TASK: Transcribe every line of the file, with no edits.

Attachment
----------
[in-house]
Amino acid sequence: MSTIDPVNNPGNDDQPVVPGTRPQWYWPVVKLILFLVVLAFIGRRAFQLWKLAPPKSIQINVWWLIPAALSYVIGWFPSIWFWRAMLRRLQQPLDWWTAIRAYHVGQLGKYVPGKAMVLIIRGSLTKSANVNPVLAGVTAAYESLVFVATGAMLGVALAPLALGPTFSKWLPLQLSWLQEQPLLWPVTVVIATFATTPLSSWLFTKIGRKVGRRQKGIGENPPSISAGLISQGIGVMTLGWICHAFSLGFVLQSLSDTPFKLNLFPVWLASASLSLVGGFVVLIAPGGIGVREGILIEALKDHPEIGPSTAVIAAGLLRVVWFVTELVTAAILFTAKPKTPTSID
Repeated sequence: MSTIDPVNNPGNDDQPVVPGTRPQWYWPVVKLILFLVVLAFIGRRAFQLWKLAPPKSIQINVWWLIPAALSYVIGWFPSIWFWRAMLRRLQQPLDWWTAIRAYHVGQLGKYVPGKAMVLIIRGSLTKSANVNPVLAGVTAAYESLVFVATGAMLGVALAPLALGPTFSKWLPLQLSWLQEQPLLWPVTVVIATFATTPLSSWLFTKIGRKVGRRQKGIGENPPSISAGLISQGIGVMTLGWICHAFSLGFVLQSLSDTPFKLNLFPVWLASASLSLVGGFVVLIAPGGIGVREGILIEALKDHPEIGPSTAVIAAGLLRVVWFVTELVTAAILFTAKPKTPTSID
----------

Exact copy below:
[in-house]
Amino acid sequence: MSTIDPVNNPGNDDQPVVPGTRPQWYWPVVKLILFLVVLAFIGRRAFQLWKLAPPKSIQINVWWLIPAALSYVIGWFPSIWFWRAMLRRLQQPLDWWTAIRAYHVGQLGKYVPGKAMVLIIRGSLTKSANVNPVLAGVTAAYESLVFVATGAMLGVALAPLALGPTFSKWLPLQLSWLQEQPLLWPVTVVIATFATTPLSSWLFTKIGRKVGRRQKGIGENPPSISAGLISQGIGVMTLGWICHAFSLGFVLQSLSDTPFKLNLFPVWLASASLSLVGGFVVLIAPGGIGVREGILIEALKDHPEIGPSTAVIAAGLLRVVWFVTELVTAAILFTAKPKTPTSID
Repeated sequence: MSTIDPVNNPGNDDQPVVPGTRPQWYWPVVKLILFLVVLAFIGRRAFQLWKLAPPKSIQINVWWLIPAALSYVIGWFPSIWFWRAMLRRLQQPLDWWTAIRAYHVGQLGKYVPGKAMVLIIRGSLTKSANVNPVLAGVTAAYESLVFVATGAMLGVALAPLALGPTFSKWLPLQLSWLQEQPLLWPVTVVIATFATTPLSSWLFTKIGRKVGRRQKGIGENPPSISAGLISQGIGVMTLGWICHAFSLGFVLQSLSDTPFKLNLFPVWLASASLSLVGGFVVLIAPGGIGVREGILIEALKDHPEIGPSTAVIAAGLLRVVWFVTELVTAAILFTAKPKTPTSID